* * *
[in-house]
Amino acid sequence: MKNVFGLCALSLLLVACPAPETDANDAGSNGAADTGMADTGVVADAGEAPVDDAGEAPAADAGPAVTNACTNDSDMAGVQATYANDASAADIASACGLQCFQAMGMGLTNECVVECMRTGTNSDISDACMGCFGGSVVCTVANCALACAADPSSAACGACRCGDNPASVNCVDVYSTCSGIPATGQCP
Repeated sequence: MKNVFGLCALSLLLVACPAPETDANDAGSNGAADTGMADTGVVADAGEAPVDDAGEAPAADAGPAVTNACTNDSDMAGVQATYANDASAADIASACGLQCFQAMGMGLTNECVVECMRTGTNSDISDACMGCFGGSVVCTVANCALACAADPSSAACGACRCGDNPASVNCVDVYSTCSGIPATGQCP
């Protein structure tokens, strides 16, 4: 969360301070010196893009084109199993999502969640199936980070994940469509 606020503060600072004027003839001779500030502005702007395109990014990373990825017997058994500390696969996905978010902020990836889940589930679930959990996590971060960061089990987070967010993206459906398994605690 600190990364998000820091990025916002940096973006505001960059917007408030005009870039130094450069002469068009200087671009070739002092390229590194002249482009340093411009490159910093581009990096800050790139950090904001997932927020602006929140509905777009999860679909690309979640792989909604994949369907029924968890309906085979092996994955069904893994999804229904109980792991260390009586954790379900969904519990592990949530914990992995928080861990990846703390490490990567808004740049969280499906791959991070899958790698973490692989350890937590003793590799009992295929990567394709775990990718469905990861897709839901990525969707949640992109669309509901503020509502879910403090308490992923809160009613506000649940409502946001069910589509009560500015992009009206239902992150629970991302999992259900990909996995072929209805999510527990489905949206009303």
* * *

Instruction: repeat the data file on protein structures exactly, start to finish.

[in-house]
Amino acid sequence: MKNVFGLCALSLLLVACPAPETDANDAGSNGAADTGMADTGVVADAGEAPVDDAGEAPAADAGPAVTNACTNDSDMAGVQATYANDASAADIASACGLQCFQAMGMGLTNECVVECMRTGTNSDISDACMGCFGGSVVCTVANCALACAADPSSAACGACRCGDNPASVNCVDVYSTCSGIPATGQCP
Repeated sequence: MKNVFGLCALSLLLVACPAPETDANDAGSNGAADTGMADTGVVADAGEAPVDDAGEAPAADAGPAVTNACTNDSDMAGVQATYANDASAADIASACGLQCFQAMGMGLTNECVVECMRTGTNSDISDACMGCFGGSVVCTVANCALACAADPSSAACGACRCGDNPASVNCVDVYSTCSGIPATGQCP
């Protein structure tokens, strides 16, 4: 969360301070010196893009084109199993999502969640199936980070994940469509 606020503060600072004027003839001779500030502005702007395109990014990373990825017997058994500390696969996905978010902020990836889940589930679930959990996590971060960061089990987070967010993206459906398994605690 600190990364998000820091990025916002940096973006505001960059917007408030005009870039130094450069002469068009200087671009070739002092390229590194002249482009340093411009490159910093581009990096800050790139950090904001997932927020602006929140509905777009999860679909690309979640792989909604994949369907029924968890309906085979092996994955069904893994999804229904109980792991260390009586954790379900969904519990592990949530914990992995928080861990990846703390490490990567808004740049969280499906791959991070899958790698973490692989350890937590003793590799009992295929990567394709775990990718469905990861897709839901990525969707949640992109669309509901503020509502879910403090308490992923809160009613506000649940409502946001069910589509009560500015992009009206239902992150629970991302999992259900990909996995072929209805999510527990489905949206009303």